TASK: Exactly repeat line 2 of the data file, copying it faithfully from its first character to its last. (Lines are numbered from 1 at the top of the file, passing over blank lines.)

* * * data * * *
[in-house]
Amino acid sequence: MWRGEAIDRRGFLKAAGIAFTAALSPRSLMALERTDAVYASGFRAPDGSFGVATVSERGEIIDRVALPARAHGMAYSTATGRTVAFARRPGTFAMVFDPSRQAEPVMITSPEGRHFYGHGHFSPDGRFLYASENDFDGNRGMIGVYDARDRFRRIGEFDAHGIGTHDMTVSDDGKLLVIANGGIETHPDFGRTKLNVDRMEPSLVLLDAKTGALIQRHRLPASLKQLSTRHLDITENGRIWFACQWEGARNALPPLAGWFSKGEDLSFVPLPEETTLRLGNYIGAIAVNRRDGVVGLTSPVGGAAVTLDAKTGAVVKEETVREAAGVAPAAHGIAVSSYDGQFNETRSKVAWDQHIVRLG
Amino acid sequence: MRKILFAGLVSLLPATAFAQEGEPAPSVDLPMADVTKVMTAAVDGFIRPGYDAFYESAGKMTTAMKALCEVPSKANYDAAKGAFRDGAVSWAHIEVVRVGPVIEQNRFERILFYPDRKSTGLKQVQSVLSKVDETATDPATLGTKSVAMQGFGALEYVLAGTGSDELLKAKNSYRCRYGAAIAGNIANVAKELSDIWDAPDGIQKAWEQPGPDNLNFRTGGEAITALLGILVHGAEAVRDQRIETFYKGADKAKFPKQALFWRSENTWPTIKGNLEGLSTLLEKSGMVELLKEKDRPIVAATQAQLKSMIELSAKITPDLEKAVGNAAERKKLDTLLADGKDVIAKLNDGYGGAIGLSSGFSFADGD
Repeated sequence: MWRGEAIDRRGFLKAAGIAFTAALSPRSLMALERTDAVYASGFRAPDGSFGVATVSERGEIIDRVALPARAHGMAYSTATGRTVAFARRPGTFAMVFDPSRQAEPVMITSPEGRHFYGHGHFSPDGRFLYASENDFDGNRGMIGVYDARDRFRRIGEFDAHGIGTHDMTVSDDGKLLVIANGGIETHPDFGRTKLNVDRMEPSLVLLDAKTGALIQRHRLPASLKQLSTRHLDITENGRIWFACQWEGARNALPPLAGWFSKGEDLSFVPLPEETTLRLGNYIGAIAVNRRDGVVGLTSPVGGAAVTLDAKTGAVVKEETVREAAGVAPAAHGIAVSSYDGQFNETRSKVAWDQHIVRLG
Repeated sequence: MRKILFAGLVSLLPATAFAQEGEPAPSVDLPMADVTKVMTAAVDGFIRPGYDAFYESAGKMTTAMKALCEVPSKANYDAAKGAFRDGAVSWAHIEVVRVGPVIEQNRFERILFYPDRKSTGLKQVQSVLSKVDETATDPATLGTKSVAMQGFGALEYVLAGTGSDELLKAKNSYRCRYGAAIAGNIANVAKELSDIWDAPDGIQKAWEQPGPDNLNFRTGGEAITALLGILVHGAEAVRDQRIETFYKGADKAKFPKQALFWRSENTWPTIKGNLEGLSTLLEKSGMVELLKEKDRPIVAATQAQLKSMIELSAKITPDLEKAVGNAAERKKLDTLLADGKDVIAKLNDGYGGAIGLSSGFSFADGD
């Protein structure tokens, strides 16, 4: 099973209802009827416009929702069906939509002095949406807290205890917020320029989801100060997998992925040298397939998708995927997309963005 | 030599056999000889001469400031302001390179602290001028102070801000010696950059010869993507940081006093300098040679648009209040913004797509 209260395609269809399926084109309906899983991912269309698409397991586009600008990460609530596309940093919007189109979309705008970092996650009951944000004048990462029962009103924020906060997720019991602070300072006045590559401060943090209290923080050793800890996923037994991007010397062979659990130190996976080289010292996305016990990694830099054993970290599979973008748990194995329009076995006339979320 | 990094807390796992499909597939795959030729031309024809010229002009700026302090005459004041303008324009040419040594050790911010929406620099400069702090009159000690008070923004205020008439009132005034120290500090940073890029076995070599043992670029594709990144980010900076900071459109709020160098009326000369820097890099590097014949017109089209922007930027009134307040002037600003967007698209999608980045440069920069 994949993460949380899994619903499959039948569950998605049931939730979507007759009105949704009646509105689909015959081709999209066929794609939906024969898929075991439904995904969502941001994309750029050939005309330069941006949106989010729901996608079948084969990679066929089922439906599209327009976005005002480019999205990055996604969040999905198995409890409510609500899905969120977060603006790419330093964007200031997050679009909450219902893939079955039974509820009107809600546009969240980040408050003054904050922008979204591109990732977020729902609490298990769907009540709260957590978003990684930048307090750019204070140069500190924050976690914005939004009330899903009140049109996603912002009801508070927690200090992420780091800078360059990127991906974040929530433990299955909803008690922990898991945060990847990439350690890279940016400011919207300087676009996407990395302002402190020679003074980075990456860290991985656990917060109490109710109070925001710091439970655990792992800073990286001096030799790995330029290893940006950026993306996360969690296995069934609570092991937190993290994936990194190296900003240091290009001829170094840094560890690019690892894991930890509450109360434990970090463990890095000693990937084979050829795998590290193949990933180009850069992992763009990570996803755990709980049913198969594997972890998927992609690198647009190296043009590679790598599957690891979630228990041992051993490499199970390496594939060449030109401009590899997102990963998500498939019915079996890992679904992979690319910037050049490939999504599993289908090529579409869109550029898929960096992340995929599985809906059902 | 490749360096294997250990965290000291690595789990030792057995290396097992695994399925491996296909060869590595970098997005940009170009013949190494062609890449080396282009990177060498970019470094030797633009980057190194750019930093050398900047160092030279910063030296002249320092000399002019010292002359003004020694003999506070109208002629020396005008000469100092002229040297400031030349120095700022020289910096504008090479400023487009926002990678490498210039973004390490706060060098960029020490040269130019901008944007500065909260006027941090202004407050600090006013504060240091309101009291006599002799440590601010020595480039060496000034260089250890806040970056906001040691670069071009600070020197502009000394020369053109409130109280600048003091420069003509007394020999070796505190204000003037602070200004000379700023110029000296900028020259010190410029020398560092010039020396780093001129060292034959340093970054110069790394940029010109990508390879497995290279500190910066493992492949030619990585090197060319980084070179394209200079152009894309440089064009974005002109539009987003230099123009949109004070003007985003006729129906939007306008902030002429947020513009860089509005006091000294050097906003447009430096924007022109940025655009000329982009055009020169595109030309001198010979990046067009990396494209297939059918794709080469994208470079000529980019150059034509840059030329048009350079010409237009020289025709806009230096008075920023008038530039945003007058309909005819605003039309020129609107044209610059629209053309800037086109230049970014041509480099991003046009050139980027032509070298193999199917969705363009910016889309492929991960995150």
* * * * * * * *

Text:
Amino acid sequence: MWRGEAIDRRGFLKAAGIAFTAALSPRSLMALERTDAVYASGFRAPDGSFGVATVSERGEIIDRVALPARAHGMAYSTATGRTVAFARRPGTFAMVFDPSRQAEPVMITSPEGRHFYGHGHFSPDGRFLYASENDFDGNRGMIGVYDARDRFRRIGEFDAHGIGTHDMTVSDDGKLLVIANGGIETHPDFGRTKLNVDRMEPSLVLLDAKTGALIQRHRLPASLKQLSTRHLDITENGRIWFACQWEGARNALPPLAGWFSKGEDLSFVPLPEETTLRLGNYIGAIAVNRRDGVVGLTSPVGGAAVTLDAKTGAVVKEETVREAAGVAPAAHGIAVSSYDGQFNETRSKVAWDQHIVRLG